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Harsher Discipline Starts Early for Black Students Harsher Discipline Starts Early for Black Students

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Roundup

Harsher Discipline Starts Early for Black Students

An Education Department report finds African-American preschoolers are more likely to get suspended.

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Attorney General Eric Holder (L) and Education Secretary Arne Duncan talk to preschoolers Dylan Hunt (2ndR) and Khalil Robinson (R) while they pretend to play doctors in their class at J.O. Wilson Elementry School. On March 21, 2014 in Washington, DC. Attorney General Holder and Secretary Duncan participated in discussion on the importance of universal access to preschool and the need to reduce unnecessary and unfair school discipline practices.(Mark Wilson/Getty Images)

Here's a roundup of the education articles that caught Next America's eye from Mar. 17 to Mar. 24. All address trends that particularly affect minority students.

Racial Inequality Starts Early. Minority students in U.S. public schools face harsher discipline, have less access to rigorous math and science classes, and are educated by less experienced teachers, according to a comprehensive report from the Education Department's Office for Civil Rights. One of the most eye-popping data points: African-American preschoolers make up 18 percent of preschoolers, but 42 percent of students who get suspended from preschool. New York Times, Politico

 

Is the New York DREAM Act Dead? The New York state senate rejected by just two votes legislation that would have granted state tuition aid to undocumented immigrants. The more liberal state assembly now wants to include the measure in state budget negotiations, but state senate leaders aren't exactly embracing the idea. And Gov. Andrew Cuomo (D), a supporter of the DREAM Act, doesn't seem to want to put effort into pushing the bill through the legislature. New York Times , New York Daily News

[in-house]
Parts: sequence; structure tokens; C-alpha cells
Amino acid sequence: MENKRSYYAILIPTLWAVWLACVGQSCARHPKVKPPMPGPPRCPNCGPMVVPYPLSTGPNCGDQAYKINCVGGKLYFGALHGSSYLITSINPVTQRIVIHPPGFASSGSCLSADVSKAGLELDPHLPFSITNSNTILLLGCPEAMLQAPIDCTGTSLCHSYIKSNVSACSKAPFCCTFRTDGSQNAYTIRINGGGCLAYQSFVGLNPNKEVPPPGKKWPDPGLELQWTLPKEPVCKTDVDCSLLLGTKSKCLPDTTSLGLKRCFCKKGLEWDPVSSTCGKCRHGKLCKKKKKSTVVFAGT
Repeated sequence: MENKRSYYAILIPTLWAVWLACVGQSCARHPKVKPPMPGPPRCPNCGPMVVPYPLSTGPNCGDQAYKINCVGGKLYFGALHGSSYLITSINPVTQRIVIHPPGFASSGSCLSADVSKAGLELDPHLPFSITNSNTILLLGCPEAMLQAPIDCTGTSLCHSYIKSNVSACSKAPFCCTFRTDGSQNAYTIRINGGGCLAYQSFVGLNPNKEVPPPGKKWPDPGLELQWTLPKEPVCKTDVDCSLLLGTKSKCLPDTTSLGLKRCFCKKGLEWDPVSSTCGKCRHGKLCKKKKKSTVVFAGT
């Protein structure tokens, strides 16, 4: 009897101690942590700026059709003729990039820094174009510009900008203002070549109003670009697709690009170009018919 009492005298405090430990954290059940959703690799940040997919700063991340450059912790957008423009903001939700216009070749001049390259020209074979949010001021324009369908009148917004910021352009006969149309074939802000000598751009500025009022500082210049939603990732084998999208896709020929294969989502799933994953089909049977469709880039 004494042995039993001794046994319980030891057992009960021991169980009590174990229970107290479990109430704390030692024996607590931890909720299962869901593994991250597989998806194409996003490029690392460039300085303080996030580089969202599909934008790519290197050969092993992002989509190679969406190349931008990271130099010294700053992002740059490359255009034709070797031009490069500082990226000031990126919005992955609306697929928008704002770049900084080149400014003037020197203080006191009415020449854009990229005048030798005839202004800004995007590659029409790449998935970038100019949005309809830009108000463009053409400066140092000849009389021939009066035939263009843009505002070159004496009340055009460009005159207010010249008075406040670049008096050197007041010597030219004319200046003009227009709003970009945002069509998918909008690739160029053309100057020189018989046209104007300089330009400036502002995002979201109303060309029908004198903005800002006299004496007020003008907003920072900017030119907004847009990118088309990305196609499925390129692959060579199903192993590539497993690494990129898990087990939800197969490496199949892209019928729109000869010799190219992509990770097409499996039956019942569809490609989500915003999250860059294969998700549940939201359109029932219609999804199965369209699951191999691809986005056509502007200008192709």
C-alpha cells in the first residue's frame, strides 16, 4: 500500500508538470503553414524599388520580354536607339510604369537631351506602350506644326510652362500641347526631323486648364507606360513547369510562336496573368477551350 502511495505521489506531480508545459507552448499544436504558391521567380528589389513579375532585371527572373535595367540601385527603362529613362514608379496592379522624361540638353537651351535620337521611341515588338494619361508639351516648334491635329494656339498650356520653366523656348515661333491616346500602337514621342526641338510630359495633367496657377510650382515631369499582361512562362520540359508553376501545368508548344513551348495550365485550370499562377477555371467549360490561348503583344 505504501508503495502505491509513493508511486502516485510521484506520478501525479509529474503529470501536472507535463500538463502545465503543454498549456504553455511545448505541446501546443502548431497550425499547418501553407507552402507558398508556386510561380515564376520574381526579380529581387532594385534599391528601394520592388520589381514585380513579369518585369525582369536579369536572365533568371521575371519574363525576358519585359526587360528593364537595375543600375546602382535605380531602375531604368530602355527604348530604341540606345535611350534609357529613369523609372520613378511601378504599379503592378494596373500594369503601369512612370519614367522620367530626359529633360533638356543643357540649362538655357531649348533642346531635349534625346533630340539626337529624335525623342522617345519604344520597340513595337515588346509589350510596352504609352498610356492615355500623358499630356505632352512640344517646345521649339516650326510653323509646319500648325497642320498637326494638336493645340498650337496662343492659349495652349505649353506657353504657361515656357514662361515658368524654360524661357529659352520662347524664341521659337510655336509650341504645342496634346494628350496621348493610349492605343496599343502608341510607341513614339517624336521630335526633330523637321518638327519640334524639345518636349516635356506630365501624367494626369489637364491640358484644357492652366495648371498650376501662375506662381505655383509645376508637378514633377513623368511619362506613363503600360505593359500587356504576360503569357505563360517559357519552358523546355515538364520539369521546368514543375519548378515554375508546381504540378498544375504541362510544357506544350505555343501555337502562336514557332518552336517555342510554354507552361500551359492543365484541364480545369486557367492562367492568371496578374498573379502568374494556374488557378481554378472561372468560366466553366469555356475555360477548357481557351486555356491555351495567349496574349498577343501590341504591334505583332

Does Parental Involvement Impact Test Scores? The largest-ever study of how parental involvement affects academic achievement found that it mostly doesn't--at least, not in ways we can measure. Researchers found that forms of parental involvement like meeting with teachers, helping a student choose classes, or even disciplining students for getting bad grades, do little to boost kids' standardized test scores. The results were seen regardless of a parent's race, class, or level of education. The Atlantic

An HCBU With 35 Students. Atlanta's Morris Brown College is a historically black institution that has shrunk almost to a single classroom. Even though the institution lost its accreditation in 2003, and is $30 million in debt, it's still struggling on—in part to make sure that nearby Clark Atlanta University doesn't take its land. American Public Media

 

Low-income Students Don't Care About Rankings. 2013 survey data show that most low-income students prioritize location and affordability in choosing a college, according to a report from the American Council on Education. The report, which criticized the Obama administration's proposed college rankings system, also cited a 2009 study that found only half of high-achieving low-income students find rankings useful in making college decisions. American Council on Education Center for Policy Research and Strategy

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